x(n) is the reference signal input vector,

e(n) is the echo residual signal;

μ is the step size; and

Exx (n) is an energy estimate computed as the sum of the squares of the N most recent samples where: ##EQU3##

The main advantages of this algorithm (4) are that it has smaller computation requirements than other adaptive algorithms, and its stability properties are well-understood. Convergence can be guaranteed by an appropriate choice of step size (0<μ<2) with μ=1 providing the fastest convergence. Smaller step sizes provide a greater degree of cancellation in the steady-state at the expense of convergence speed.

It should be noted that the near-end talker speech signal v(n) is not included in the echo residual signal e(n) because adaptive filter 112 is disabled by near-end speech detection circuitry 110 when speech from the near-end talker is detected.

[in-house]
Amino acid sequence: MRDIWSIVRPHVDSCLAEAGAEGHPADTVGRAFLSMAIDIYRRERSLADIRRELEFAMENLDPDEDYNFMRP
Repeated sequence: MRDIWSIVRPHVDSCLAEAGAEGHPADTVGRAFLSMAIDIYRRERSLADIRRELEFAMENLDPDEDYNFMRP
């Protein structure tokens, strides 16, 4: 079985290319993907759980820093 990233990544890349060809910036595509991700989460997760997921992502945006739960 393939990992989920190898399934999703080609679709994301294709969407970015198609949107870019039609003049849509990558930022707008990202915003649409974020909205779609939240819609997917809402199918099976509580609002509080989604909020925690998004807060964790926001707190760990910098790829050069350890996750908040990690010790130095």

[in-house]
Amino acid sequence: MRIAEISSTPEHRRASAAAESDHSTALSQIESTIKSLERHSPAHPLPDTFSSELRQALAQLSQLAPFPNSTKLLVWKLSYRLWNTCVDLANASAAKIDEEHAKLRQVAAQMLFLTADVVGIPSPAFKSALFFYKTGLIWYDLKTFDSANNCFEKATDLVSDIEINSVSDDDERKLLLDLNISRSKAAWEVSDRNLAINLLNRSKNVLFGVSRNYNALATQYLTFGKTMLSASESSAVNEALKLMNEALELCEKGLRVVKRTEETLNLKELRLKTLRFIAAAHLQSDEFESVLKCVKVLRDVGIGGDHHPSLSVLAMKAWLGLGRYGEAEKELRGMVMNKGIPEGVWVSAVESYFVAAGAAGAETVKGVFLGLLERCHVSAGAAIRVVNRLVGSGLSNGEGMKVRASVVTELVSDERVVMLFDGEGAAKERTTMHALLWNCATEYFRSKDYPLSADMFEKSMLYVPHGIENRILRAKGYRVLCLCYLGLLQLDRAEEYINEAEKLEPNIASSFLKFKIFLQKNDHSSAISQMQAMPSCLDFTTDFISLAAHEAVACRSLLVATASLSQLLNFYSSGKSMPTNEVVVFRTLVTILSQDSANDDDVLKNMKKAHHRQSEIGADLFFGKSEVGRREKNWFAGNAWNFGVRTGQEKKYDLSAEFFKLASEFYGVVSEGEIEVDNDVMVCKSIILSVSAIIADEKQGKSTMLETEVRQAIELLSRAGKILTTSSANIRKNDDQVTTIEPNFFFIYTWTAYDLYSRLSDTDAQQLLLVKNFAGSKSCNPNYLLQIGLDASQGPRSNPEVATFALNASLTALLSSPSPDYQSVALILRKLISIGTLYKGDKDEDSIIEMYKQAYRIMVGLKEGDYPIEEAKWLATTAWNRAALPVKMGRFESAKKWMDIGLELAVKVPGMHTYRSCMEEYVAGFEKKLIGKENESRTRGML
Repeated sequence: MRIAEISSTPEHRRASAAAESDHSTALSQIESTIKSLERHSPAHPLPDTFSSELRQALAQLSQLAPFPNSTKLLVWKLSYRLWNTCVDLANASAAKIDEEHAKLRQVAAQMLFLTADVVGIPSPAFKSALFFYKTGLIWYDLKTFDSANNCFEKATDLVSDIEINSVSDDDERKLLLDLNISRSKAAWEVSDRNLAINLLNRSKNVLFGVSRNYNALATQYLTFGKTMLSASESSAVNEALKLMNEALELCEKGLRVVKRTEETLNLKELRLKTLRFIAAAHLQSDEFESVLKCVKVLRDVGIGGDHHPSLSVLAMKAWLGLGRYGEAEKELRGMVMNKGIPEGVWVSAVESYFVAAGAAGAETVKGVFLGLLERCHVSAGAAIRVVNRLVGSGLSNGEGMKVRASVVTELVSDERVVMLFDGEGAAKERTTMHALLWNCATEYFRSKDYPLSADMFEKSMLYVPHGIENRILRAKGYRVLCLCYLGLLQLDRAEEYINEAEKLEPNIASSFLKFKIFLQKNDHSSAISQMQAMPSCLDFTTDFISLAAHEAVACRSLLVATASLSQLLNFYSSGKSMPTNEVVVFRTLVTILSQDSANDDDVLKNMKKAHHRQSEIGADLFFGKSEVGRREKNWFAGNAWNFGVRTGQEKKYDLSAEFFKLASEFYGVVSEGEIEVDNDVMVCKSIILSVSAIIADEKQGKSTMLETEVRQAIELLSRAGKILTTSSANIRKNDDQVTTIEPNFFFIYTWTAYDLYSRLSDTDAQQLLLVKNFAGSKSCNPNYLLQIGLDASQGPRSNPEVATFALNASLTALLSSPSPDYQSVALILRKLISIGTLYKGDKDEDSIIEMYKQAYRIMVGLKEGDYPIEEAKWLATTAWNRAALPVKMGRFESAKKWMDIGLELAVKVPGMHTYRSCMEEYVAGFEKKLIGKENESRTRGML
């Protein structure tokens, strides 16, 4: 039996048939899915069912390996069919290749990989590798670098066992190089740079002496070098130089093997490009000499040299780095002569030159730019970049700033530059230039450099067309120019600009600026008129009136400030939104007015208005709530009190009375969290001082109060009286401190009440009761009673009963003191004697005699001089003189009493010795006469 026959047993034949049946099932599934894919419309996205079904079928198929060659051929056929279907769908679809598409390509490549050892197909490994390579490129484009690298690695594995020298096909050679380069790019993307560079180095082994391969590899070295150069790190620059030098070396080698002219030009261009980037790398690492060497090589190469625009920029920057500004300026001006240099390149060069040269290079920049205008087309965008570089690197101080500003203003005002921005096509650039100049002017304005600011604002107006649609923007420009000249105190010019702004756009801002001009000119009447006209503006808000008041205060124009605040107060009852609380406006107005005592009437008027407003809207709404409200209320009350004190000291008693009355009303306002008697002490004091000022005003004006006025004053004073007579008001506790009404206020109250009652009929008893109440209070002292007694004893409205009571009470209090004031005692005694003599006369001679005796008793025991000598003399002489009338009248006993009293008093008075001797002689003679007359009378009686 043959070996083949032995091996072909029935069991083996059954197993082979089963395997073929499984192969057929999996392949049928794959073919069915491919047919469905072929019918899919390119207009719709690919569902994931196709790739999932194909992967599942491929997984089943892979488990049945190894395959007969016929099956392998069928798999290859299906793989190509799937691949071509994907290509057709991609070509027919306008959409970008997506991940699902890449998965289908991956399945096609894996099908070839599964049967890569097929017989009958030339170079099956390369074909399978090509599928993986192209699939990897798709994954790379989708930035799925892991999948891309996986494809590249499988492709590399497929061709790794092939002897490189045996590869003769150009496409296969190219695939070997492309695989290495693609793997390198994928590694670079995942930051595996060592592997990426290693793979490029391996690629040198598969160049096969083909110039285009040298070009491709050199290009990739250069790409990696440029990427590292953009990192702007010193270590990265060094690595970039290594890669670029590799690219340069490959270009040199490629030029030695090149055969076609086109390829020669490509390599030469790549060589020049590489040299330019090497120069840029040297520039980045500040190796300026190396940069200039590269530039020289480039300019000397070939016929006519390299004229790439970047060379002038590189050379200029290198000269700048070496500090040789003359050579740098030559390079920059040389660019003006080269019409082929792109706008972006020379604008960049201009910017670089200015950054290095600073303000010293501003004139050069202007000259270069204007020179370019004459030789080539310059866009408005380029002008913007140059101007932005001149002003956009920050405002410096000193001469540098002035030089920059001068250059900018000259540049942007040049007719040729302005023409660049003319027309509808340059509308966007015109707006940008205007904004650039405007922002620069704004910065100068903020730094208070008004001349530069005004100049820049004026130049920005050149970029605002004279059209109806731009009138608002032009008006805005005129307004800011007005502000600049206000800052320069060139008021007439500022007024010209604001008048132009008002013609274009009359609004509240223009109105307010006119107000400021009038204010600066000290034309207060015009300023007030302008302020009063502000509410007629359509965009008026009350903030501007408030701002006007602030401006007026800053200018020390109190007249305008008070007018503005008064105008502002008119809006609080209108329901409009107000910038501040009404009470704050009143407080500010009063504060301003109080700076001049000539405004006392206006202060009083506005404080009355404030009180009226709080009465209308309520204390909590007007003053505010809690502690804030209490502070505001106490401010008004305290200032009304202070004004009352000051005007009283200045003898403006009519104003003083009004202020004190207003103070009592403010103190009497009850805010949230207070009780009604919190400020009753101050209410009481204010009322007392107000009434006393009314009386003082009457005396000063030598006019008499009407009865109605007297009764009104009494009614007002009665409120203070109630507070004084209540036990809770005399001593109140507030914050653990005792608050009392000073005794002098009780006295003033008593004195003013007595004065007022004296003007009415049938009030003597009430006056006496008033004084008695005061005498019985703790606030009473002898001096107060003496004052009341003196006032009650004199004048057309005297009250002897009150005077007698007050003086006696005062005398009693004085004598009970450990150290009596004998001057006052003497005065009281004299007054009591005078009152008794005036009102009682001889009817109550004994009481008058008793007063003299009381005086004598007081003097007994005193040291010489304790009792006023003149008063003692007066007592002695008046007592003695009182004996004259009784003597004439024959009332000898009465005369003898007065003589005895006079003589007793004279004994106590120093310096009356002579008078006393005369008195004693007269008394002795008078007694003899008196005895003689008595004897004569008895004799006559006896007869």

In addition to providing the enable signal to filter 112, circuitry 110 may also generate and provide the value of Exx (n) to filter 112 in the control input. Furthermore the value of μ is typically fixed in generator 126 or a value provided from circuitry 110 in the control input.

The most difficult design problem in echo cancellation is the detection and handling of doubletalk, i.e., when both parties speak simultaneously. As opposed to a voice-activated switch (VOX) that allows only simplex communication, an echo canceller preserves duplex communication and must continue to cancel the far-end talker echo while the near-end speaker is talking. To prevent the filter coefficients from being corrupted by the near-end speech, the filter taps must be frozen to prevent divergence from the transfer characteristics of the actual echo channel.

Referring back to FIG. 2, near-end speech detection circuitry 110 may use energy measurements of x(n), r(n), and e(n) to determine when near-end speech is occurring. A classical doubletalk detection method compares short-term energy averages of x(n) and r(n) using the knowledge that the echo path loss across the hybrid is about 6 dB. If the hybrid loss drops below 6 dB, near-end speech is declared. However, experimental studies have revealed that this method lacks sensitivity. The large dynamic range of the near-end speech v(n) causes this method to miss detection occasionally, causing the filter coefficients to be corrupted.